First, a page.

The script, as charming and quirky and sincerely heartfelt as it is, never once really delves into just how exactly the whole general conceit works with Ruby coming suddenly alive. And that’s okay that it doesn’t bother itself with it, because doing so would probably get the film to get tangled in itself and display a plot hole or two, and because the movie is just feel-good and charming and honest that you never once think about it, so they can really make do without an explanation. This film with this plot could have actually been quite bad, but this screenplay as acted out by this cast as directed by Mr. Dayton and Ms. Faris just hits its marks with absolute perfection, definitely making it one of the best movies I’ve seen in all of 2012.

The cast, by the way, really is a big reason as to why this movie works so damn well. Yes, the stuff that matters most is that between Calvin and Ruby, but to have Annette Bening as Calvin’s mother, Antonio Banderas as the lover to said mother, and Steve Coogan as the literary agent who’s been waiting for Calvin’s ten-year writer’s-block to pass is a true advantage. Yes, they don’t do much to further the plot, but they’re fun, well-written and well-acted, and they keep you distracted from asking questions about the specifics of the predicament you’re watching unfold.

Yes, if Calvin doesn’t like something about Ruby he can just go back to his typewriter and write it off and inset a more desirable trait, literally designing, word-for-word, his dream girl. And you may then think that you’ll know exactly how every scene will play out, but trust me when I say you don’t. Because it’s not as easy as that, to play God like Calvin can, and it gets to the point in which he starts trying to hold off any additional rewriters so that he can start experiencing a real relationship with Ruby, with all of its ups and downs; it’s just wickedly smart how Ms. Kazan has chosen to structure this whole thing.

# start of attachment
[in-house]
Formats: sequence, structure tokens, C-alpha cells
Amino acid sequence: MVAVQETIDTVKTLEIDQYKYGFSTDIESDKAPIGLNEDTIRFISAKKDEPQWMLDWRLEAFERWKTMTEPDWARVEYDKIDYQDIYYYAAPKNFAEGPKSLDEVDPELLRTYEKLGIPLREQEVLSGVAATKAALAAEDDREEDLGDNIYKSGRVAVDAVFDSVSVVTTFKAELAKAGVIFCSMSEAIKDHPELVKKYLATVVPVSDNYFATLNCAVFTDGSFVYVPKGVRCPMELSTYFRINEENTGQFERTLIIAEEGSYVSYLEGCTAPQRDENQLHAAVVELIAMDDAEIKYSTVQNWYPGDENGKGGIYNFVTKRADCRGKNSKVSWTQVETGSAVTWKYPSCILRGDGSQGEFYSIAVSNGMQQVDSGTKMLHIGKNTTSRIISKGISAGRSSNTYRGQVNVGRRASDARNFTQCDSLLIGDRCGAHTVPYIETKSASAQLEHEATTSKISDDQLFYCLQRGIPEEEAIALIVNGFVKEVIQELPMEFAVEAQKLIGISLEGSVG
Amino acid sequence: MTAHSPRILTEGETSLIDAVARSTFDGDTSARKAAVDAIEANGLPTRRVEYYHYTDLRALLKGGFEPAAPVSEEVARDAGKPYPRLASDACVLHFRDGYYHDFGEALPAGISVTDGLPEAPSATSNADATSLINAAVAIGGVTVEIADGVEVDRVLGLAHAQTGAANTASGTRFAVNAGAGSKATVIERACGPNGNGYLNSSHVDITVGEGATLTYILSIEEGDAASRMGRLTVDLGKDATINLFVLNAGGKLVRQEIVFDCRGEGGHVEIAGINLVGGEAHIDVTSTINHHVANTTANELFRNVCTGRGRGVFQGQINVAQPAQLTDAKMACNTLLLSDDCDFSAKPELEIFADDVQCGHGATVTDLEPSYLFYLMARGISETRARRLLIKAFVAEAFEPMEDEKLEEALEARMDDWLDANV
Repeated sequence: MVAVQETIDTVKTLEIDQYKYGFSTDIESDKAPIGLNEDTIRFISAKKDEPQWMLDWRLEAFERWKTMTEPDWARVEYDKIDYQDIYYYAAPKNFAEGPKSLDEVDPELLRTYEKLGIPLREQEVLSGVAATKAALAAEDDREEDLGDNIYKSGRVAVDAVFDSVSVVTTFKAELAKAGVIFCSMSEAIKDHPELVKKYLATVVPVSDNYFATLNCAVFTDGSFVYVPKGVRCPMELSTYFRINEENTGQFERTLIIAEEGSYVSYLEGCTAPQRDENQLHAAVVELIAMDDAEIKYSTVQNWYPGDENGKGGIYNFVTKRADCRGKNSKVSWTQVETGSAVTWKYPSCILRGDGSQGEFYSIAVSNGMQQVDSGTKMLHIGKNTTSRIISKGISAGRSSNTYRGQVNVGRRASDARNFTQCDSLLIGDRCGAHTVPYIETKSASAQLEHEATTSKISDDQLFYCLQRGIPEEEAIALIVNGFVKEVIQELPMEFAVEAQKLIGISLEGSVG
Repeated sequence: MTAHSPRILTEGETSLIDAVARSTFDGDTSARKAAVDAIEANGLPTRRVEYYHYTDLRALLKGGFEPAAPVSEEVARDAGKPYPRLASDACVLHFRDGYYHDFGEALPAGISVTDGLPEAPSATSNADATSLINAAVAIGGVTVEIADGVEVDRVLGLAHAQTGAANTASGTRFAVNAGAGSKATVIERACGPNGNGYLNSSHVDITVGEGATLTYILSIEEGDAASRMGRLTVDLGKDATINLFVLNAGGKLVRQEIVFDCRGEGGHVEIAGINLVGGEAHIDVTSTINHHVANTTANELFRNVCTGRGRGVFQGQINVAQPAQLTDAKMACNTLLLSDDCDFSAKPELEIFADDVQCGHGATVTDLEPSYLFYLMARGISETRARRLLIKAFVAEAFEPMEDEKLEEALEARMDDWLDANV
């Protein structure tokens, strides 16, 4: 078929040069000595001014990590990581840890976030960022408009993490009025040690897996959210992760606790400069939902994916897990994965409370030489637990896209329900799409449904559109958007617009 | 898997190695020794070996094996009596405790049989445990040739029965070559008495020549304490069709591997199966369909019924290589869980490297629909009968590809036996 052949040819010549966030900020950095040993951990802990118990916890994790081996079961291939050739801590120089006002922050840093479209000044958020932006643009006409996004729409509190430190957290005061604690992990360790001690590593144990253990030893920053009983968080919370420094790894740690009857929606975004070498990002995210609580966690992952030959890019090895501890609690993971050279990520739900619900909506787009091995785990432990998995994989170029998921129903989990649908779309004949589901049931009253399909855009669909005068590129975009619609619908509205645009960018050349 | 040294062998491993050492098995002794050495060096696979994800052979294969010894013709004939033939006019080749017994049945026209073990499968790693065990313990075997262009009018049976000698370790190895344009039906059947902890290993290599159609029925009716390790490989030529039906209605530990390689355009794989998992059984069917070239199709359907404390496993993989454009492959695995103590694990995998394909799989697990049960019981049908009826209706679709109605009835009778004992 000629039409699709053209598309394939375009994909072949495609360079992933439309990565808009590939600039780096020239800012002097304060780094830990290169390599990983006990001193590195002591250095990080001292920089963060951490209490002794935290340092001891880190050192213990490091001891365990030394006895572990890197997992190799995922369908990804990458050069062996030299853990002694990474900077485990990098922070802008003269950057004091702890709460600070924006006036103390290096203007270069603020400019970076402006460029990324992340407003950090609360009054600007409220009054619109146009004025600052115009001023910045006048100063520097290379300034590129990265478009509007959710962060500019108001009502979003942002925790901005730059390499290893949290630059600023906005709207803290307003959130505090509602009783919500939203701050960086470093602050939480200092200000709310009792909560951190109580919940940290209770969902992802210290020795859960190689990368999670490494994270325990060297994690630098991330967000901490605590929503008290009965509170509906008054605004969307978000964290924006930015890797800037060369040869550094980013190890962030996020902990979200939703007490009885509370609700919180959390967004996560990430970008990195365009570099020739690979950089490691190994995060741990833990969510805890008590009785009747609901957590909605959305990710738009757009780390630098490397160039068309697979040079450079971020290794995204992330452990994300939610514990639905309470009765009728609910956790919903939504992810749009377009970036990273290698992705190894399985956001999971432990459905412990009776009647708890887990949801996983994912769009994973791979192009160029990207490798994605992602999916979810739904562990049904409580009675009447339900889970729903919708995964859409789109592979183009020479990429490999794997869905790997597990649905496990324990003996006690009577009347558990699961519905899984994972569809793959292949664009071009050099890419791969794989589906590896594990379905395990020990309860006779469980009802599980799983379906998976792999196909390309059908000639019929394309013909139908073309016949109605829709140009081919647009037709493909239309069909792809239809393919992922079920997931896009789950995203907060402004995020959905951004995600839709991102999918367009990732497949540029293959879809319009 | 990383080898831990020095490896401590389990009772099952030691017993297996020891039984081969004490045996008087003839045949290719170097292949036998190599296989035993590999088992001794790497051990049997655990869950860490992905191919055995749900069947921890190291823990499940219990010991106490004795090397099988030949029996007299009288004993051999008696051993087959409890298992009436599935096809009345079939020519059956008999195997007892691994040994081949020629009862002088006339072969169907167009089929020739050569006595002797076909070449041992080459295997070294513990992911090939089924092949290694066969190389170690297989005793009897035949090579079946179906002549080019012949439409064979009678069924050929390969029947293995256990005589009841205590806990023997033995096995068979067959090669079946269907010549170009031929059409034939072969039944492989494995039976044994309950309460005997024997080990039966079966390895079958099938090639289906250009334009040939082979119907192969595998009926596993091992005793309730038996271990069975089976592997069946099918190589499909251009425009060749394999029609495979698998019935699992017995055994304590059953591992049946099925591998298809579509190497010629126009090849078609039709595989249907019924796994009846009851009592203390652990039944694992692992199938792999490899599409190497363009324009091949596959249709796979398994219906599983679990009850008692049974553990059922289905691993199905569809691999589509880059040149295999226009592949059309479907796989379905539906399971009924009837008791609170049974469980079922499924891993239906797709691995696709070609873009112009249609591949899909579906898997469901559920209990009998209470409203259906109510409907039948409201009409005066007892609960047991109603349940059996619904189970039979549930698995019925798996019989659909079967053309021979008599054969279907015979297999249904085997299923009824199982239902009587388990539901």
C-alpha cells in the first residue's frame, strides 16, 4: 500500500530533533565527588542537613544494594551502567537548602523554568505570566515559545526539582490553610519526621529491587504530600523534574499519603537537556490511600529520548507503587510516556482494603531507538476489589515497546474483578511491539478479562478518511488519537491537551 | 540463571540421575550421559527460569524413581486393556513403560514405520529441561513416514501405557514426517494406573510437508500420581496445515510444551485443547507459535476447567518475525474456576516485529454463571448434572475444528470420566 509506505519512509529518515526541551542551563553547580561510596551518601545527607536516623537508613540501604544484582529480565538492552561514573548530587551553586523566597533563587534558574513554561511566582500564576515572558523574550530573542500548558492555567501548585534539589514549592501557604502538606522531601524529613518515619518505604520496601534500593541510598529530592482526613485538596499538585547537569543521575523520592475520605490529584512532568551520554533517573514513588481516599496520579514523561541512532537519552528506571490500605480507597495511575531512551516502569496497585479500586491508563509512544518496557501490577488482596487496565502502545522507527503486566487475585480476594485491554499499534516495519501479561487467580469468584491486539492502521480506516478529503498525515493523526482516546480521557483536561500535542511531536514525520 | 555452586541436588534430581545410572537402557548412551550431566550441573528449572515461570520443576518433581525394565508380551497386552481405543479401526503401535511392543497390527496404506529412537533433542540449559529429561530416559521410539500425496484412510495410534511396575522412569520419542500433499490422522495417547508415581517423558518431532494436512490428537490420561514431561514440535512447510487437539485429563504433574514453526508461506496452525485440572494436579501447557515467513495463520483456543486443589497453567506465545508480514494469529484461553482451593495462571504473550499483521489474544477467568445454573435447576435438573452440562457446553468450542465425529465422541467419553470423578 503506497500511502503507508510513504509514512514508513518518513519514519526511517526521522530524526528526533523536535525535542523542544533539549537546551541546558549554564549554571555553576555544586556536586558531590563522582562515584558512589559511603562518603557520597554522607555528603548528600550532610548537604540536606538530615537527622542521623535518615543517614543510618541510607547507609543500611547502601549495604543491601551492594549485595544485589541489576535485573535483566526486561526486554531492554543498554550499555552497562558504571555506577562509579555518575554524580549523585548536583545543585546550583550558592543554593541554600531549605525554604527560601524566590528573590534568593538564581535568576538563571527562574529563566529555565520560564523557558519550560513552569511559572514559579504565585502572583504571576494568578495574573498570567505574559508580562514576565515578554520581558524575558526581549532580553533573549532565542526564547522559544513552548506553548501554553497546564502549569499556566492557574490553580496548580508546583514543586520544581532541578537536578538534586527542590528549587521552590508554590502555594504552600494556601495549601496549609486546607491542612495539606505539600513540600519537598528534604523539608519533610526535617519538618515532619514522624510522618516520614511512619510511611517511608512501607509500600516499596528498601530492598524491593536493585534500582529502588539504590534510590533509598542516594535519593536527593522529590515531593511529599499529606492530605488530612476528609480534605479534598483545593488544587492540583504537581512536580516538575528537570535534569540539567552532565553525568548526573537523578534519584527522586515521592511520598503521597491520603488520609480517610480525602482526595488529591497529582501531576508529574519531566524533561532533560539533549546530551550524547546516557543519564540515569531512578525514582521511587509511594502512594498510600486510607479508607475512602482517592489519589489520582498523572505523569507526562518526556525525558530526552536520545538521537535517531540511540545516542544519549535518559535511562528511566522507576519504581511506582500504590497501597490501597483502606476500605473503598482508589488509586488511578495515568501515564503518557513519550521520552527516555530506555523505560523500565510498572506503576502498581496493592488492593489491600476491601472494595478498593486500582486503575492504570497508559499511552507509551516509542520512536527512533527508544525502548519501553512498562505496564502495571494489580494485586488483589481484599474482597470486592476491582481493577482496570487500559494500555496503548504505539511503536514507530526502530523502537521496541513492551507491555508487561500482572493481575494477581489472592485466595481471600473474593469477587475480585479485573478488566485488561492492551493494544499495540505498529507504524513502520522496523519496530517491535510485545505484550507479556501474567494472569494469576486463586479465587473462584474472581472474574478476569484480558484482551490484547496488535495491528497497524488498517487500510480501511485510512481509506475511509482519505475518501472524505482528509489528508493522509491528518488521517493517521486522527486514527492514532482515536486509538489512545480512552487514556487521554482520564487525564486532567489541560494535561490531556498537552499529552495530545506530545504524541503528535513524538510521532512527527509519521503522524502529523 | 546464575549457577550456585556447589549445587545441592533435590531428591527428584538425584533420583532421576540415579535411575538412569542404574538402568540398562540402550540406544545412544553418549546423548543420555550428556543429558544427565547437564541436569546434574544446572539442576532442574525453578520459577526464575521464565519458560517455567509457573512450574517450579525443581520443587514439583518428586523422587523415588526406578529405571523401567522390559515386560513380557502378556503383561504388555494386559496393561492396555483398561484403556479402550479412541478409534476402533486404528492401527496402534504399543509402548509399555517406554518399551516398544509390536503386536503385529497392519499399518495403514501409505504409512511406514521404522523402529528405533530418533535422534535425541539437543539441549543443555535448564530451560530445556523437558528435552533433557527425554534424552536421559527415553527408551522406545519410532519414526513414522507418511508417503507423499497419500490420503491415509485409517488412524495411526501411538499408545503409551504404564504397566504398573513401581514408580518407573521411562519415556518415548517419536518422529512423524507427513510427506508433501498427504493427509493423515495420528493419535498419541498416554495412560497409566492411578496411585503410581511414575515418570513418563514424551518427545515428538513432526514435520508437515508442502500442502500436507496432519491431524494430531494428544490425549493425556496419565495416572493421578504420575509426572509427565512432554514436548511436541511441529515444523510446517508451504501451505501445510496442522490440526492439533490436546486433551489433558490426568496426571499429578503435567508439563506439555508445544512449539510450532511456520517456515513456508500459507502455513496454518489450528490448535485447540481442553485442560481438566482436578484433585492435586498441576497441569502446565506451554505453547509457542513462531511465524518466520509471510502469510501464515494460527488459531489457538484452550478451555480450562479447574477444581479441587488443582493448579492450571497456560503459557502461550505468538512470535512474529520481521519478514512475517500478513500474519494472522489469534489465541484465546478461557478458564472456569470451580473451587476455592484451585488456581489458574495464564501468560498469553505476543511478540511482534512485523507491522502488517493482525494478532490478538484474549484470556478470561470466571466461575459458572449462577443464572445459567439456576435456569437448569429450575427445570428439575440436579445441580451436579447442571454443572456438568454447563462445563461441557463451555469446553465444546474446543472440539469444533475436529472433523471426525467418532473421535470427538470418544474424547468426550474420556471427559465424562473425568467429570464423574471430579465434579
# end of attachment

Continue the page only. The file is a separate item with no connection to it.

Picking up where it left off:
It’s really a pretty neat questionm the one that Ruby Sparks presents. I mean, we have all probably thought, in one way or another, what it would be like to be in Calvin’s position, and be able to truly dictate how our dream mate would behave. But this film asks us if that would really be enough to quench our desires, or if cheapening the chase would actually be worse. It’s terrific how the film entertains those questions, because even though the film has this kooky and quirky kind of tone, the way it approaches those psychologically deeper questions is more than enough for it to remain grounded in reality.

Mr. Dano is pitch-perfect as the anxious Woody Allen-lite Calvin, and Ms. Kazan wrote a role for herself that she probably knew she could knock out of the park as well as she does here. Plus, their chemistry on screen is just absolutely magnificent, and it shows that they’re in a relationship in real-life. I applaud this film like crazy, it’s not perfect like the other one that came from this team of directors, but at least it’s just super smart in its humor, and it’s expertly written and acted, and not once does it pretend to be more than it really is. Certainly one of the year’s highlights.

Grade: A